29 CFR 541.602(b)(3). Note, however, that if an employee is absent for an entire workweek because of jury duty, the employer could decline to pay the employee's salary, since the salary basis test does not require payment for any work week in which an employee performs no work.

Also note that the employer could legally refuse to pay any employee for time taken off for jury duty -- the above does not require the employer to pay for time not worked. However, if they do dock an otherwise exempt employee's pay, the risk to the employer is that the employee is no longer paid on a salary basis, and the employer therefore loses the exemption, and the employee is entitled to overtime pay from that point forward.
posted by pardonyou? at 7:24 AM on November 15, 2012


@valkyryn: That one is specifically with regards to non-exempt employees. From what I can tell, basically nothing in the FLSA applies to exempt employees except for the part that says that exempt employees must be paid the full salary amount regardless of number of hours worked.

@pardonyou: We are definitely classified as exempt employees, and I don't think they are prepared to casually discard this classification as it would be a huge change in a lot of ways.

I expect that there are some allowances within the laws of exemption for a salaried employee taking unpaid personal time, since it's by mutual agreement, but when I am forced to take leave as part of a civic duty and the consequence is that my salary is reduced, that seems contrary to the FLSA. If we aren't paid overtime, we also can't be "paid undertime" (in other words, paycheck deductions for time not worked) unless it's in full-week increments.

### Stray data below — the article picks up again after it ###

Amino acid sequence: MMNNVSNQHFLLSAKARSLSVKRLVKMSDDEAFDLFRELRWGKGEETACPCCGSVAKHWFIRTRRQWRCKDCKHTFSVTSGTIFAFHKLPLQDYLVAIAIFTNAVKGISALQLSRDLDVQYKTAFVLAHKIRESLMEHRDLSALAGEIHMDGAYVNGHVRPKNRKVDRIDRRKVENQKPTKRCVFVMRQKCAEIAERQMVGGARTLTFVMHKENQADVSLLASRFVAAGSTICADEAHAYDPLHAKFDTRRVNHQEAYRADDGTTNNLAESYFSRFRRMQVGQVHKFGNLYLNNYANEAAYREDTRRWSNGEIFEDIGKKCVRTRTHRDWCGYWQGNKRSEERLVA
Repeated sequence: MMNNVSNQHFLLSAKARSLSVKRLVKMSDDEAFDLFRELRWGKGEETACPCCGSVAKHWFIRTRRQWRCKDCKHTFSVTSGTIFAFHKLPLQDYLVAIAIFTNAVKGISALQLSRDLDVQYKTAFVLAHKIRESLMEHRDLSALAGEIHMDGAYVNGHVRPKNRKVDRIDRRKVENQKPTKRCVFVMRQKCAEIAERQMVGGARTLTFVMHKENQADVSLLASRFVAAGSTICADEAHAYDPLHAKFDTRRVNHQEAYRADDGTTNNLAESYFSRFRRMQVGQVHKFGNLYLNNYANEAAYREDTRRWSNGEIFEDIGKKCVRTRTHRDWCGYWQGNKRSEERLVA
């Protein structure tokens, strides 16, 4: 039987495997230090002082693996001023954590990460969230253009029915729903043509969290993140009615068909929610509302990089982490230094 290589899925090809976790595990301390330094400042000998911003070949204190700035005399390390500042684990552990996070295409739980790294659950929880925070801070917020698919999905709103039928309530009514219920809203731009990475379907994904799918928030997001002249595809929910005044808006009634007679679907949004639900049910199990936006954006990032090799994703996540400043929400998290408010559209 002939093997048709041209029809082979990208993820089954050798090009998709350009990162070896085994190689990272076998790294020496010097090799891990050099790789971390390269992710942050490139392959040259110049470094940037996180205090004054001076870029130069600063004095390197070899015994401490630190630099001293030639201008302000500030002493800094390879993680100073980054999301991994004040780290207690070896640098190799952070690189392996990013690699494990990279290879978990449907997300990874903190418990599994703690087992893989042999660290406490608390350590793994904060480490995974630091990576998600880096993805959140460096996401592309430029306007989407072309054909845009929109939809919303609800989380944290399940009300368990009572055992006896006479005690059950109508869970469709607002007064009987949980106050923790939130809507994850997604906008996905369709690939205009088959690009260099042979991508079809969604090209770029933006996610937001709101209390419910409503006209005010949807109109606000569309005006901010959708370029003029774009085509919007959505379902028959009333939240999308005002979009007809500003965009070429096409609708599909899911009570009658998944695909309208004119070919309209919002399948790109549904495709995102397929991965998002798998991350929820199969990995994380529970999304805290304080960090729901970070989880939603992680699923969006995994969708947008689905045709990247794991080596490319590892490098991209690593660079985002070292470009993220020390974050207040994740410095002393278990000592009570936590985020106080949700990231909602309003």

posted by relucent at 8:12 AM on November 15, 2012


Is there some reason you can't call your state's Department of Employment? Or try Elaws, which specifically says "An employer cannot make deductions for absences of an exempt employee due to jury duty..."
posted by DarlingBri at 8:26 AM on November 15, 2012 [1 favorite]


The first thing I would check would be to see if there is an Employee Handbook or Operating procedure that covers leave - my employer has an guiding Operating Procedure which states that all employees (exempt or non-exempt) are paid for jury duty, with the understanding that exempt employees must still complete their work assignments. It's possible that your supervisor doesn't know their own policies.
posted by muddgirl at 8:41 AM on November 15, 2012


@pardonyou: We are definitely classified as exempt employees, and I don't think they are prepared to casually discard this classification as it would be a huge change in a lot of ways.

Here is the tl;dr version of my response: An employer does not have to pay any employee for time off to attend jury duty. However, if the employer deducts such time from an exempt employee's salary, that employee is no longer exempt because the employer has violated the "salary basis" test.

What a particular employer will or won't do given those facts is beyond the ability of anyone here to answer, although I would certainly expect that the vast majority of employers would be unwilling to jeopardize the exempt status of their employees over a few days of jury pay.

If it helps your weighing of my response, I've been an employment lawyer for 17 years.
posted by pardonyou? at 9:10 AM on November 15, 2012 [2 favorites]


@pardonyou: Yep - my apologies if my response came across as anything but agreeing with you! I meant to communicate that what you said is consistent with my own research into the matter. I very much appreciate the input.
posted by relucent at 10:14 AM on November 15, 2012